clay mortar and cement coating.
Wat Khun Phaen includes a prang, an ordination hall, a vihara and satellite chedi.
Wat Mae Mai (Nua) is located some 300 meters to the east of Wat Khun Phaen. There
are 2 groups of architectural remains. The remains in the north include a large round Chedi
situated on a plinth and rectangular west-facing vihara. The remains in the south include a
medium-scale east-facing vihara, satellite chedi and rectangular boundary wall, with a so-
called ‘Sa Lang Kraduk’ or ‘bone-washing’ pond in between. The latter is called Wat
Kanchanaburi or Wat Mae Mai Tai.
Kanburi is mentioned in the long narrative poem about love and death Khun Chang Khun
Phaen as the place were Phlai Kaeo (the later Khun Phaen) and his mother Thong Prasi
had to flee after the execution of his father Khun Krai Phonlapai. The king of Ayutthaya
gave order to seize Thong Prasi, but she was timely warned and fled from Suphanburi. Phlai
Kaeo remained in Kan Buri until he became fifteen. At a later stage he would become the
Governor of Kan Buri; hence the names for some temples in the area related to the epic
poem (Wat Khun Phaen, Wat Nang Phim).
The old town of Kanburi is located in geographical coordinates: 14° 6' 55.38" N, 99° 23'
(1) Tavoy, today called Dawei, was part of the Ayutthaya Kingdom since its establishment.
It was lost to the Burmese in 1564 after the White Elephant War. Tavoy was taken back in
1594 and lost again in the next century. In 1740 the area came back under Siam, but was
lost again in the Siamese - Burmese war of 1760.
(2) The pass north of Sangkhla Buri was used since olden times as the easiest point to cross
the Tenasserim Hills into the central plains of the Chao Phraya. The war route started in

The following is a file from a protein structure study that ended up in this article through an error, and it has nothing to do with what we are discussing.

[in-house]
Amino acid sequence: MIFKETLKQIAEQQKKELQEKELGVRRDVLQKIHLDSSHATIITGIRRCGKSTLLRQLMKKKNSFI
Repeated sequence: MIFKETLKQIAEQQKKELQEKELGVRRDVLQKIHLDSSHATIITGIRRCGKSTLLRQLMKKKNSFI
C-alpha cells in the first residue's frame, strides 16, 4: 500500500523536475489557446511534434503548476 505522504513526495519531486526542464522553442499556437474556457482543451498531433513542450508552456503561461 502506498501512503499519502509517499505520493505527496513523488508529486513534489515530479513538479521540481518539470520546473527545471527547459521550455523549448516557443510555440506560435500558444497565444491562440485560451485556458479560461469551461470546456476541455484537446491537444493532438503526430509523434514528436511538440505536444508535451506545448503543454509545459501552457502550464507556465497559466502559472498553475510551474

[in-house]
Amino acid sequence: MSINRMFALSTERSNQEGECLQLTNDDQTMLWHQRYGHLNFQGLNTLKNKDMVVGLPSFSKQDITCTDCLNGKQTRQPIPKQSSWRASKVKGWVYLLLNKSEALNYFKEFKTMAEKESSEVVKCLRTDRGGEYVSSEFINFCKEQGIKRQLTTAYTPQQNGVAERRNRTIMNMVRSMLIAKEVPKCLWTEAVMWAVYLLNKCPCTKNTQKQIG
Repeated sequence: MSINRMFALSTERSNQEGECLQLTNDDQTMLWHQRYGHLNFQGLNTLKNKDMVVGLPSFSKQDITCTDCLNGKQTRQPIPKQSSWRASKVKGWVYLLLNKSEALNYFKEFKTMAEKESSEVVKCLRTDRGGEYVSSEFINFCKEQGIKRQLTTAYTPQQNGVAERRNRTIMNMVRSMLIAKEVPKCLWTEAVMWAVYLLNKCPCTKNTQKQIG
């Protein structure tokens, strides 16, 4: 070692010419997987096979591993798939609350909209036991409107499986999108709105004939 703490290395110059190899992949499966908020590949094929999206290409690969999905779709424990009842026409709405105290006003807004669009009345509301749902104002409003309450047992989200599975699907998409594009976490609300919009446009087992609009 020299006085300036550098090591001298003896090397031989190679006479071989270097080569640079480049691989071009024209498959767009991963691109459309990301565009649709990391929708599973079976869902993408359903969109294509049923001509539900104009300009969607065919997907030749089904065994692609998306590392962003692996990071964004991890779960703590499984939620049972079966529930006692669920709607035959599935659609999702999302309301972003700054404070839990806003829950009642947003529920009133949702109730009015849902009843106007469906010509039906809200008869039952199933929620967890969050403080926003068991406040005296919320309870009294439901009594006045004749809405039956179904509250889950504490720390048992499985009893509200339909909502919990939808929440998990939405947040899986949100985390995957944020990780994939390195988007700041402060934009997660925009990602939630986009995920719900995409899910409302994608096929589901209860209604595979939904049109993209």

Martaban (Mottama) and followed the Ataran River (known as Mae Kasat by the
Siamese) until its source at the confluence of the Winyaw and Zami rivers. From there it
went over land to the pass and further down to the confluence of the Noi, Lante and Bikhi
Rivers. From this point it went by boat to Sai Yok, crossing over land to the Mae Khlong
(Khwae Yai today) and then further down to Kan Buri.  Over the centuries, traders and
migrants using the pass marked their passage by adding a stone to the stacks and the pass
became known as Hin Sam Kong (Three Cairns). In 1929, the ruler of Sangkhla Buri, sent
up people to arrange the three piles of stones properly and got them cemented into the form
of a stupa, hence today's naming of the pass the Three Pagoda Pass. It has to be mentioned
that although today the three chedi are wrapped in orange cloth (sabong), they have no
religious status as the stupa never contained relics and are considered as markers. The
wrapping of the cloth should be viewed in the same way as some monks try to protect trees
from felling by wrapping a sacred cloth around the trunk. In an event occurred in King
Narai's reign around 1662, the Royal Autograph Chronicle of Ayutthaya mentions that
there was a customs station at the Three Pagoda Pass. 
 Pongsawat, Pitch - Border Partial Citizenship, Border Towns, and Thai-Myanmar
Cross-border Development: Case Studies at the Thai Border Towns (2007).
 Cushman, Richard D. - The Royal Chronicles of Ayutthaya (2006) - page 27-8 /
Source: Phan Canthanumat, British Museum, Reverend Phonnarat, Phra
Cakkraphatdiphong & Royal Autograph - War With Burma, Early 1549.
 Rajanubhab, Damrong - Our Wars with the Burmese (1917) - White Lotus, Bangkok
 The Royal Chronicles of Ayutthaya - Richard D. Cushman (2006) - page 257 / Source:
|(Ruins of Wat Mae Mai Nuea)
|(Ruins of Wat Mae Mai Tai)
|(Ruins of Wat Pa Lelai)
|(View of Cockfight Hill)
|(Inside the monastic hall of Wat Pa Lelai)
|(View from the SSE fortress)
|(The Three Pagoda Pass Anno 1945 - Source: Australian War Memorial)